Tuesday, September 15, 2020

Halloween Decorated Tag Display

 (This is a place holder for the decorated tag project
that will be completed soon and posted here.)

(Please return soon to view the details of this project.)

Wednesday, September 9, 2020

Ghost Shaped 3D Box Decor

Friendly “spook” box is created as LID and BASE 
with offset-inward angular, multi-facet boxing strips 
that fit snugly together. Curve-edge LID and BASE shapes
 are layered and stacked for strength. 
Front ghost character has many details: overlay center body, 
cutout eyes and smile, mini swag stringer 
holds layered jack o’ lantern and miniature bats. 
Small paper layered button can anchor a fabric swatch bow tie. 
Measures approx. 7.125” tall x 5.75” wide x 1” deep. 

ASSEMBLY: 1. Identify and cut the shapes:
A LID main offset base shape (2-3 for layering thickness)
B LID bottom layer (shown reversed) with boxing guides
C boxing straight edges shape
D boxing strips - lower, left/top, right
E BASE main offset base shape (2-3 for layering thickness)
F BASE top layer (shown reversed) with boxing guide marks
G boxing straight edges shape
H boxing strips - lower, right/top, left
I ghost body with face contrast cutout
J ghost body center contour   K face contrast oval
L button circle base (4) and rim ring (2)
M swag stringer with optional knot overlays
N pumpkin assembly (main, overlay, contr. oval, stem)
O bat assembly (2 sets - wings, body, eye contr.)
2. Layer the build-up shapes  for LID and BASE 
and glue together into their individual 'stacks', taking
care that ALL edges align as precisely as possible.
Immediately, while liquid adhesive is being allowed to dry, press
under a heavy flat weight such as this fabric-covered re-purposed
weight machine bar, or similar object (book, wood plank, etc.)
until completely dry, to help avoid warping and curling.
3. Identify the guide mark dash cuts of the inward layer shapes 
(bottom for LID; top for BASE); these will be used later
in the assembly to position the prepared boxing assembly
so that LID and BASE will fit together appropriately. Then . . .
. . . position and attach the LID onto backside of
LID stack, aligning edges as before, and pressing flat.
Also position and attach the BASE shape with guide marks
onto the backside of BASE stack, aligning, attaching and pressing.
4. While LID and BASE stacks are drying, position
the body front center shape over the main body shape,
center so that cutouts for smile dimples will still show
the contrast through cut outs, with bottom straight edges
of both shapes aligned, and glue touching surfaces together.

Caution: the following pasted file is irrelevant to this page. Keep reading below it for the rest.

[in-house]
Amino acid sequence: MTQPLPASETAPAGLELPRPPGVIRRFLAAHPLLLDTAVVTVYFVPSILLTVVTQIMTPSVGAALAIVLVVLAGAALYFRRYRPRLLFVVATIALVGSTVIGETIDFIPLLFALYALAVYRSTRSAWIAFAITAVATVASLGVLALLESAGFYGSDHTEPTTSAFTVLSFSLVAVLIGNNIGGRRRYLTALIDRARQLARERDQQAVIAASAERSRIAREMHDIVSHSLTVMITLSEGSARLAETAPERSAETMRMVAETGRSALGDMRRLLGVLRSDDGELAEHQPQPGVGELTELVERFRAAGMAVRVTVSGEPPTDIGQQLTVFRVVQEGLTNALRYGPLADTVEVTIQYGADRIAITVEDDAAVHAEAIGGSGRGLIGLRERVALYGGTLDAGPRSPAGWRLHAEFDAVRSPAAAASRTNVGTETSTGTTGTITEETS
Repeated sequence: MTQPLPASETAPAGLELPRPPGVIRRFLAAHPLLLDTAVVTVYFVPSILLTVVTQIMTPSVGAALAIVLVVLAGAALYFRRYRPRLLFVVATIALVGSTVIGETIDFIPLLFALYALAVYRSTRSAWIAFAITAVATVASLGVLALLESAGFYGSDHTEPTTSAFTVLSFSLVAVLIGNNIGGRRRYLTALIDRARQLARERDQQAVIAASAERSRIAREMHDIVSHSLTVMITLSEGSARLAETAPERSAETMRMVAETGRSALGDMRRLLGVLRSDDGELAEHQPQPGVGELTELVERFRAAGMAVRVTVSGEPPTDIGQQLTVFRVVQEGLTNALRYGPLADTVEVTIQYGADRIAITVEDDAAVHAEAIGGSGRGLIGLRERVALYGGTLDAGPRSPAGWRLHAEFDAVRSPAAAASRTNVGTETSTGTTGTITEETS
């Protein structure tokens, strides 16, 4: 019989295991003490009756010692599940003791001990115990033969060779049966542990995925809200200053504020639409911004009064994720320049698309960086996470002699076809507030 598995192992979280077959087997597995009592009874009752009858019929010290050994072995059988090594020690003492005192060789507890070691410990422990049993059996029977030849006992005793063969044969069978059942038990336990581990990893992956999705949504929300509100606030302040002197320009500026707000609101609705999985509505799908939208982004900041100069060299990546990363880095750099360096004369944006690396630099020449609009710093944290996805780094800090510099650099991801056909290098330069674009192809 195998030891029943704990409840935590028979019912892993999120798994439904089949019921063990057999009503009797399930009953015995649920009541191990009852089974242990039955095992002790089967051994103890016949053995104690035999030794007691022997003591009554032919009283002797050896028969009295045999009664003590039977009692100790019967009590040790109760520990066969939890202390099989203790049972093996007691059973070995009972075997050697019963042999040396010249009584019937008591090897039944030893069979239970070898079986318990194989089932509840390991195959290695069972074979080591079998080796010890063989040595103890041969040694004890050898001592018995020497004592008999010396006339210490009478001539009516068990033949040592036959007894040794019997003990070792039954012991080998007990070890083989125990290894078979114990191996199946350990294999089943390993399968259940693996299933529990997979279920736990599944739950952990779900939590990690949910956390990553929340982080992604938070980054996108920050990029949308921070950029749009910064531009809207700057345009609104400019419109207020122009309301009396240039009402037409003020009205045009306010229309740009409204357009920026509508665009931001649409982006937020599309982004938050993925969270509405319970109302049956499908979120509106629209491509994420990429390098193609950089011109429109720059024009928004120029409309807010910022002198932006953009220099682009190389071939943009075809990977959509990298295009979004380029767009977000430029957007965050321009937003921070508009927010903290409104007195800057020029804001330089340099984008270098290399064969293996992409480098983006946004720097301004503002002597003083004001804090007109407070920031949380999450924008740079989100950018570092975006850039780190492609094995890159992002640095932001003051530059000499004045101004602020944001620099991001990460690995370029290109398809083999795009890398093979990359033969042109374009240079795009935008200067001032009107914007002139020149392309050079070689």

5. Reverse the assembly to position and attach
the contrast oval behind the face cutouts.
Press the glued-up shapes flat while drying.
6. Position the stringer over ghost body with knot
positions covering the guide holes.
Position and attach the optional knot overlays
where stringer edges will align.
NOTE: if preferred, actual cord could be used
in place of the card stock stringer.
7. Prepare the jack o'lantern accent by positioning
and attaching pumpkin center shape over base shape
(similar to ghost body and center, above), then position
and attach contrast oval behind, with stem on top.
9. Prepare 2 bat accents by layering body over wings base
and attaching in place, with eyes contrast shape behind.
10. Position pumpkin stem area over center of stringer
and glue in place. Then position and attach bat wing tips
over stringer, one on each side.
11. Position the completed ghost assembly from Step 10
over the front of LID build up stack with even
offset margin all around, straight bottom edges matched,
and attach. Press flat while glue dries.
12. Prepare each boxing strip by bending bottom edge flange tabs
back, and also bending along segment perforations and
end tabs.
13. Locate and identify the various single (LID) and double (BASE)
symbols that will assist in the boxing assembly.
Here the triangle single symbol that indicates 
the bottom segment is being pointed out.

This illustration shows the positioning of the various
symbols at the ends of the three boxing strips
that compose this box.

14. To preview and re-bend the strip segments to more
closely follow the straight faceted shape to which they
will attach, it may be helpful to position them around
the shape, with symbols assisting.
The shapes shown here are for the BASE.
15. Begin (LID shown) by positioning the bottom segment
tab along the bottom edge of the straight edge shape,
then align and attach, with tab wrapping around edge
and attaching onto backside.
16. Continue to position and attach each segment tab
along edge of main shape in similar manner.
NOTE that there may be a bit of margin or looseness
to how boxing fits to shape, allowing for paper weight
variations. Simply adjust and attach in best fashion possible.